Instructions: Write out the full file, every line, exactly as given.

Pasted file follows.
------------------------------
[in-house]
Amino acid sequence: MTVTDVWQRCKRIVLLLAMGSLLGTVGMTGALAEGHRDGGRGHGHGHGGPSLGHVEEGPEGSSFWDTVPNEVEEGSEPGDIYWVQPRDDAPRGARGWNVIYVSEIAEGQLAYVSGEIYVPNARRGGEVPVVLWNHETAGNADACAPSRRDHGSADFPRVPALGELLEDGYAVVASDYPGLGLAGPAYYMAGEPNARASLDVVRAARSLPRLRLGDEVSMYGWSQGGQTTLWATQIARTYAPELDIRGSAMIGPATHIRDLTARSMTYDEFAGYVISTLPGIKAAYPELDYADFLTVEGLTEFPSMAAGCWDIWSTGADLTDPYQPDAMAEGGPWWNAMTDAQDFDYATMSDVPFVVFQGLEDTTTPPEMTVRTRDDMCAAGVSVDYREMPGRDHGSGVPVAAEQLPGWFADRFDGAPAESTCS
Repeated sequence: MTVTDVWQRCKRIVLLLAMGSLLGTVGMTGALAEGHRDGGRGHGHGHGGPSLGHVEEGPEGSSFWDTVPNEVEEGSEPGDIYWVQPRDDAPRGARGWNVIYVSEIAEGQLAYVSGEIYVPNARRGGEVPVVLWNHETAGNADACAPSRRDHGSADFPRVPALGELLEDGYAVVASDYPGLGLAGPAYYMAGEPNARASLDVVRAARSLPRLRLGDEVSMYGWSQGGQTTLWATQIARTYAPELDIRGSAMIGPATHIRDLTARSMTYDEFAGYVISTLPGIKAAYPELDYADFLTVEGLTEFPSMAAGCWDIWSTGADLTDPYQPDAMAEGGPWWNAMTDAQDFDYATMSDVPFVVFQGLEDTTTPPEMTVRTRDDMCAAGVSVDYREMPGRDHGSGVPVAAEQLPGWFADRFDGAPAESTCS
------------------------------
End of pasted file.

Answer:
[in-house]
Amino acid sequence: MTVTDVWQRCKRIVLLLAMGSLLGTVGMTGALAEGHRDGGRGHGHGHGGPSLGHVEEGPEGSSFWDTVPNEVEEGSEPGDIYWVQPRDDAPRGARGWNVIYVSEIAEGQLAYVSGEIYVPNARRGGEVPVVLWNHETAGNADACAPSRRDHGSADFPRVPALGELLEDGYAVVASDYPGLGLAGPAYYMAGEPNARASLDVVRAARSLPRLRLGDEVSMYGWSQGGQTTLWATQIARTYAPELDIRGSAMIGPATHIRDLTARSMTYDEFAGYVISTLPGIKAAYPELDYADFLTVEGLTEFPSMAAGCWDIWSTGADLTDPYQPDAMAEGGPWWNAMTDAQDFDYATMSDVPFVVFQGLEDTTTPPEMTVRTRDDMCAAGVSVDYREMPGRDHGSGVPVAAEQLPGWFADRFDGAPAESTCS
Repeated sequence: MTVTDVWQRCKRIVLLLAMGSLLGTVGMTGALAEGHRDGGRGHGHGHGGPSLGHVEEGPEGSSFWDTVPNEVEEGSEPGDIYWVQPRDDAPRGARGWNVIYVSEIAEGQLAYVSGEIYVPNARRGGEVPVVLWNHETAGNADACAPSRRDHGSADFPRVPALGELLEDGYAVVASDYPGLGLAGPAYYMAGEPNARASLDVVRAARSLPRLRLGDEVSMYGWSQGGQTTLWATQIARTYAPELDIRGSAMIGPATHIRDLTARSMTYDEFAGYVISTLPGIKAAYPELDYADFLTVEGLTEFPSMAAGCWDIWSTGADLTDPYQPDAMAEGGPWWNAMTDAQDFDYATMSDVPFVVFQGLEDTTTPPEMTVRTRDDMCAAGVSVDYREMPGRDHGSGVPVAAEQLPGWFADRFDGAPAESTCS